A growing body of evidence points to the health risks of using e-cigarettes (or “vaping”). But because e-cigarettes are marketed as a less harmful alternative to traditional cigarettes, it has been difficult to tell whether the association between vaping and disease is just a matter of smokers switching to vaping when they start experiencing health issues.
Now, a study by researchers from the Boston University School of Public Health (BUSPH) and School of Medicine (BUSM) is one of the first to look at vaping in a large, healthy sample of the population over time, independently from other tobacco product use.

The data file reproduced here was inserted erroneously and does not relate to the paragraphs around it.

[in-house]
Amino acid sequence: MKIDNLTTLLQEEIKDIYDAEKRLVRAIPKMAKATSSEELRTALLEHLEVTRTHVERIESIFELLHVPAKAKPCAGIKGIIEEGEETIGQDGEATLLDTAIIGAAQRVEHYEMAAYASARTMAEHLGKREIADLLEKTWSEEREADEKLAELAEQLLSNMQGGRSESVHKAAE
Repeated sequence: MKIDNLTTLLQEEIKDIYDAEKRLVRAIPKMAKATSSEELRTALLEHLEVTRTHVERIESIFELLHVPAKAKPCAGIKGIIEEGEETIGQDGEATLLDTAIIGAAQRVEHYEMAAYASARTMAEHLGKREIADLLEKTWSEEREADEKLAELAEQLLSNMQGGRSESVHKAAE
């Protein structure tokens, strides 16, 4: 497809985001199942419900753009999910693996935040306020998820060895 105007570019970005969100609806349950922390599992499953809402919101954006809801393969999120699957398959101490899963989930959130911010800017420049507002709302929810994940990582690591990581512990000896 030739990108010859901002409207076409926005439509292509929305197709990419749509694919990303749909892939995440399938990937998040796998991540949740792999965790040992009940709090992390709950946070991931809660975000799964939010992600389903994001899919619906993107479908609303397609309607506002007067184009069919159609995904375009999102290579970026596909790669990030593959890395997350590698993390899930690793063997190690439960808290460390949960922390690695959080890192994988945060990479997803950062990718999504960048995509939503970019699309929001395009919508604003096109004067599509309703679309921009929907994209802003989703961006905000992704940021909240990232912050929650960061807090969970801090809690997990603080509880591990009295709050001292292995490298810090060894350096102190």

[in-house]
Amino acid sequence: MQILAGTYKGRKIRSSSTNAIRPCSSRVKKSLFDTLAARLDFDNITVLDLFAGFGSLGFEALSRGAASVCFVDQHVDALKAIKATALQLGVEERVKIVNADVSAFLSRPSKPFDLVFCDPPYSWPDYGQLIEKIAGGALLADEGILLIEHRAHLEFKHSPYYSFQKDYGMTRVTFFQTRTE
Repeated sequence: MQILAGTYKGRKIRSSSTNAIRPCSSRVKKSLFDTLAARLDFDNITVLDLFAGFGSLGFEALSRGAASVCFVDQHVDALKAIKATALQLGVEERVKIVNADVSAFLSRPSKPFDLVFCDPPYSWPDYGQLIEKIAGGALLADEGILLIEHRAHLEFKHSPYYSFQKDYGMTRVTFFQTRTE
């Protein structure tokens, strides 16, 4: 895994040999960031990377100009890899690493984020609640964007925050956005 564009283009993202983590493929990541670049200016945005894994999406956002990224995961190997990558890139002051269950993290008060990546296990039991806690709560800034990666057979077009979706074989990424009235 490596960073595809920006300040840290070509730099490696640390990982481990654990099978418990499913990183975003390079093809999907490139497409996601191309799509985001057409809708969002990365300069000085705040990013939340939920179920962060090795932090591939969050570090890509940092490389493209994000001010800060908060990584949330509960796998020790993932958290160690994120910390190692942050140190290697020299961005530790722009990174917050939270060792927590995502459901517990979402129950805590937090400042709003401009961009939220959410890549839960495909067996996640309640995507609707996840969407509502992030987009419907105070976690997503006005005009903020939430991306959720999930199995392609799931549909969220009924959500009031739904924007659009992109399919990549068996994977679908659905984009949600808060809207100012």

Published in JAMA Network Open, the study found that participants who had used e-cigarettes in the past were 21% more likely to develop a respiratory disease, and those who were current e-cigarette users had a 43% increased risk.
“This provides some of the very first longitudinal evidence on the harms associated with e-cigarette products,” says corresponding author…